Click Here to view (with option to download) the entire FOI / Heli Skiing Park Use Permit
What do we know from the changes to the permit area boundary?
Before we go overboard and start praising BC Parks and Whistler Heli-skiing Ltd. for addressing the significant irregulaties we noted with the previous permit let's examine the changes made for the permit expiring in 2026.
Boundary change around Decker Mountain
Decker Mountain was removed from the permit area for the benefit of Whistler Blackcomb's front country guests. Whistler Blackcomb owns Whistler Heli-skiing Ltd. The removal had nothing to do with avoiding conflict with back country skiers or protecting mountain goats from helicopter noise. A large number of Whistler Blackcomb's paying guests head into the front country around Decker to poach powder skiing lines off Decker Mountain. This is a large part of the attraction of WB's operations in that their lifts give access to large expanses of ski terrain in Garibaldi Park. So, even though it appears to be taking away heli-skiing opportunities from heli-skiing guest it is adding opportunities for WB's downhill skiing guests.
Deletion of runs in the Iago and Quiver areas
One run was deleted in Iago Glacier and one at Quiver Glacier. The Quiver deletion appears to be a shorter run of only 500 meters vertical. It might be a possibility that the run was not skied much due to the effect of global warming and reduced snow pack. There is a cliff band above the pick up landing zone that looks to be problematic in low snow. Perhaps there is insufficient snow some years to make it a viable run. We don't know. Anyway, it does not look like a significant loss of skiable terrain for the company.
Overlap with Wilderness Conservation Zone
The permit area still overlaps the Wilderness Conservation Zone, something BC Parks says it will address in a future update to the Garibaldi Park master plan. No timeline was set for it to occur. Note that in the park map released to GP 2020 in January 2017 (see Inset map above), the western boundary of the WCZ passes through Berna Lake. In the map of Garibaldi Park at the Diamond Head trail kiosk, the boundary is shown 400 meters further west. BC Parks claims the discrepancy in the boundary location is a result of less precise mapping and spatial information that was available at the time the zoning was established. We find that hard to believe. Modern map making and cartographic skills have been firmly established in Canada for well over a hundred years. The boundary of Garibaldi Park has changed repeatedly to accommodate expansion of downhill skiing into Garibaldi Park since the 1960s. Each time the boundary adjustments were shown on maps with high accuracy.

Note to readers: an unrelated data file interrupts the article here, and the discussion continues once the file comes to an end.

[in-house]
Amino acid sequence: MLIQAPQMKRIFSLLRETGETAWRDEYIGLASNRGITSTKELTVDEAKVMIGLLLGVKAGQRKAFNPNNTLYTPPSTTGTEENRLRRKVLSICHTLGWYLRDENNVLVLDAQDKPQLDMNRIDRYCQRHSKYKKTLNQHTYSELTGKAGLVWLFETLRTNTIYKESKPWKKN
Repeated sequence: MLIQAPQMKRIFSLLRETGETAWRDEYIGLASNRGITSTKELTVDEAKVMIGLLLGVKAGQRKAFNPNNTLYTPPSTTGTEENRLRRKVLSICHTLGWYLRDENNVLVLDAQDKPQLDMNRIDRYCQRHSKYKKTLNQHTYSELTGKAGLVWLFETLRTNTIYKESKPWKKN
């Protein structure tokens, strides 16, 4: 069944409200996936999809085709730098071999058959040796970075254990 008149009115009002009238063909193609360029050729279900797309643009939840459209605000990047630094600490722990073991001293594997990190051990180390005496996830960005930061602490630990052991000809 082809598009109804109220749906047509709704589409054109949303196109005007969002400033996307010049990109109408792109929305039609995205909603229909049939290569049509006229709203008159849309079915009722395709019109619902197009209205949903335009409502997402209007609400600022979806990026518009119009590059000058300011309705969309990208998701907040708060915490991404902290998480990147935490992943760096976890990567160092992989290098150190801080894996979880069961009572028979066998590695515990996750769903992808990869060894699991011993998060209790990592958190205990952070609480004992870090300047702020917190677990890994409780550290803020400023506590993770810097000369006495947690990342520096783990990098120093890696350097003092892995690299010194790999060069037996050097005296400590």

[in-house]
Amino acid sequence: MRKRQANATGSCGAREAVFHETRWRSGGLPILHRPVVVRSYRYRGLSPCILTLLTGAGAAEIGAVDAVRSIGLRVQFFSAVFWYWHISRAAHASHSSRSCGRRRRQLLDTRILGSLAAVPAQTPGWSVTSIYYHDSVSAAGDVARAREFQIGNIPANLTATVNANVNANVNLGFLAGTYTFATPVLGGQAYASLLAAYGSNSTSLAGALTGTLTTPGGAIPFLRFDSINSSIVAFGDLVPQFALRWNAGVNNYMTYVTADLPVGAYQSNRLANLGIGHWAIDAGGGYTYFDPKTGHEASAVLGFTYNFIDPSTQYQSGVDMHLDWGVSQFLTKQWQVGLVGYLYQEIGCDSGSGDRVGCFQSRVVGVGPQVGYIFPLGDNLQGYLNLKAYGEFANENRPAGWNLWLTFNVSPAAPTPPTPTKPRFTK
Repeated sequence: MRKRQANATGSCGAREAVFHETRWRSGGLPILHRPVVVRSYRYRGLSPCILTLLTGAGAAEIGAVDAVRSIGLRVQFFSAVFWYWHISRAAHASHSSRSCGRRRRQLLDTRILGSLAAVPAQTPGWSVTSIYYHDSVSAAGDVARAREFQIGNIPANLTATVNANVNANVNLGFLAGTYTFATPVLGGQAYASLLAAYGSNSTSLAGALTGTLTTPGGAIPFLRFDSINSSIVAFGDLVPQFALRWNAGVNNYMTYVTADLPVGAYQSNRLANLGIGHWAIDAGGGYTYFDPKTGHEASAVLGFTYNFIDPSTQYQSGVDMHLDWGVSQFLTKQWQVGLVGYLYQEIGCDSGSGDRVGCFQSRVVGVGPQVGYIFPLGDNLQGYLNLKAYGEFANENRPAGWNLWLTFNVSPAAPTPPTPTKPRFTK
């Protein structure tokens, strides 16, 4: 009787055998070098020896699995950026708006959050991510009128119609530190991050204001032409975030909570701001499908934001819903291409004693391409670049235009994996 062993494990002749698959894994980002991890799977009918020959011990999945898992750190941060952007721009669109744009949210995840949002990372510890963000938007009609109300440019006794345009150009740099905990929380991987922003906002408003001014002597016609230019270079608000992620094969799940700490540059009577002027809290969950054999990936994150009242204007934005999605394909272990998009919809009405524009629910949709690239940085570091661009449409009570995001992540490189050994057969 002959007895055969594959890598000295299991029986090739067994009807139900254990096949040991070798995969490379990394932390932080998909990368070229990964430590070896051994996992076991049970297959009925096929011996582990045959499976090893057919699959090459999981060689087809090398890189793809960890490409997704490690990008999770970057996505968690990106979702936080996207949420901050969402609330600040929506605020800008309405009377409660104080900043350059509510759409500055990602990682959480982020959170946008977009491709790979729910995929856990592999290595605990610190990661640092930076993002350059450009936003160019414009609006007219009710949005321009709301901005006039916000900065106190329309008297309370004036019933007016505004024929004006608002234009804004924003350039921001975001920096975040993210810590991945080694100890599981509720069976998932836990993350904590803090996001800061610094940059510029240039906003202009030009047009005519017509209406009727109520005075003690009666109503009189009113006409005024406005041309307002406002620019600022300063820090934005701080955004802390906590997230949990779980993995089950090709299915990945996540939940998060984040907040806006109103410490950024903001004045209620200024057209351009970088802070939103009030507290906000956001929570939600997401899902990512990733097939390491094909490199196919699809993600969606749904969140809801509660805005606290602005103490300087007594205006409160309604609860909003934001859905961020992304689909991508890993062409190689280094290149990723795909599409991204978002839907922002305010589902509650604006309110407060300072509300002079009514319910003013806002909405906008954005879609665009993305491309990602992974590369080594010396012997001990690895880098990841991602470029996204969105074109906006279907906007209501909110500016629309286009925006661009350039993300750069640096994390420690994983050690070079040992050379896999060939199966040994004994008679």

Perhaps BC Parks never adequately mapped the zoning boundaries of the park in 1990 when the park master plan was signed into effect. That is the more likely explanation. Now, only because GP 2020 pressed the issue with BC Parks, they have come clean by shifting the boundary eastward to reduce the incursion of commercial mechanized recreation into the wilderness. We can perceive it as Wilderness Conservation Zone boundary adjustment without a public involvement process. It fits in with the shenanigans we have come to expect when commercial recreation interests trump park values.
Zoning from park map at Diamond Head trail kiosk
Park map showing the western boundary of the WCZ passes 400 meters west of the boundary shown on the January 2017 map in the vicinity of Berna Lake.